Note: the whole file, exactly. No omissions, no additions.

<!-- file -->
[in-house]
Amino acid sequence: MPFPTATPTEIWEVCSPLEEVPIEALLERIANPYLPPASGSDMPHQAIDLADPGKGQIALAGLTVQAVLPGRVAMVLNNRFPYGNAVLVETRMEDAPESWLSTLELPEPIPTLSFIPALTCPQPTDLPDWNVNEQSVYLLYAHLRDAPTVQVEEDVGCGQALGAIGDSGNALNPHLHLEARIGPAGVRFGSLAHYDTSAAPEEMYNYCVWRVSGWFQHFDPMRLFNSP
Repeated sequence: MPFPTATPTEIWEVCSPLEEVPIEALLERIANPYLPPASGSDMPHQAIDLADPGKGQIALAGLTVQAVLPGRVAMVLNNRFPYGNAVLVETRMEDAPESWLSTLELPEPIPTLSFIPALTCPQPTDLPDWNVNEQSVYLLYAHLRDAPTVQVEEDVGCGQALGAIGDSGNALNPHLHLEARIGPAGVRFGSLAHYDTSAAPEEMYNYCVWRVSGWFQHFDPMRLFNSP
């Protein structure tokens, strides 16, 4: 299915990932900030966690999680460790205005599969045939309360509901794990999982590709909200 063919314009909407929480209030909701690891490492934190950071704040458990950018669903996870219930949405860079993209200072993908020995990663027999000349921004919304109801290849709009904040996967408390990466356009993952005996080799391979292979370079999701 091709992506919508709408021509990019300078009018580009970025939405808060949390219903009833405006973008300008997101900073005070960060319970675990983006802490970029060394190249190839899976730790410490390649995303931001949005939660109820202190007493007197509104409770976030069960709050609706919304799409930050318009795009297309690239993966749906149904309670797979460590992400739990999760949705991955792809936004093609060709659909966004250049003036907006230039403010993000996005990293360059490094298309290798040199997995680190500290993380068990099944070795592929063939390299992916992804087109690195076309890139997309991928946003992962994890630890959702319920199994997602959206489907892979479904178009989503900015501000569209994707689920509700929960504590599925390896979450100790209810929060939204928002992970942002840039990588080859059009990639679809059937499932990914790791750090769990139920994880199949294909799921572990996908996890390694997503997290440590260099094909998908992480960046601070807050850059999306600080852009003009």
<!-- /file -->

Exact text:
[in-house]
Amino acid sequence: MPFPTATPTEIWEVCSPLEEVPIEALLERIANPYLPPASGSDMPHQAIDLADPGKGQIALAGLTVQAVLPGRVAMVLNNRFPYGNAVLVETRMEDAPESWLSTLELPEPIPTLSFIPALTCPQPTDLPDWNVNEQSVYLLYAHLRDAPTVQVEEDVGCGQALGAIGDSGNALNPHLHLEARIGPAGVRFGSLAHYDTSAAPEEMYNYCVWRVSGWFQHFDPMRLFNSP
Repeated sequence: MPFPTATPTEIWEVCSPLEEVPIEALLERIANPYLPPASGSDMPHQAIDLADPGKGQIALAGLTVQAVLPGRVAMVLNNRFPYGNAVLVETRMEDAPESWLSTLELPEPIPTLSFIPALTCPQPTDLPDWNVNEQSVYLLYAHLRDAPTVQVEEDVGCGQALGAIGDSGNALNPHLHLEARIGPAGVRFGSLAHYDTSAAPEEMYNYCVWRVSGWFQHFDPMRLFNSP
């Protein structure tokens, strides 16, 4: 299915990932900030966690999680460790205005599969045939309360509901794990999982590709909200 063919314009909407929480209030909701690891490492934190950071704040458990950018669903996870219930949405860079993209200072993908020995990663027999000349921004919304109801290849709009904040996967408390990466356009993952005996080799391979292979370079999701 091709992506919508709408021509990019300078009018580009970025939405808060949390219903009833405006973008300008997101900073005070960060319970675990983006802490970029060394190249190839899976730790410490390649995303931001949005939660109820202190007493007197509104409770976030069960709050609706919304799409930050318009795009297309690239993966749906149904309670797979460590992400739990999760949705991955792809936004093609060709659909966004250049003036907006230039403010993000996005990293360059490094298309290798040199997995680190500290993380068990099944070795592929063939390299992916992804087109690195076309890139997309991928946003992962994890630890959702319920199994997602959206489907892979479904178009989503900015501000569209994707689920509700929960504590599925390896979450100790209810929060939204928002992970942002840039990588080859059009990639679809059937499932990914790791750090769990139920994880199949294909799921572990996908996890390694997503997290440590260099094909998908992480960046601070807050850059999306600080852009003009």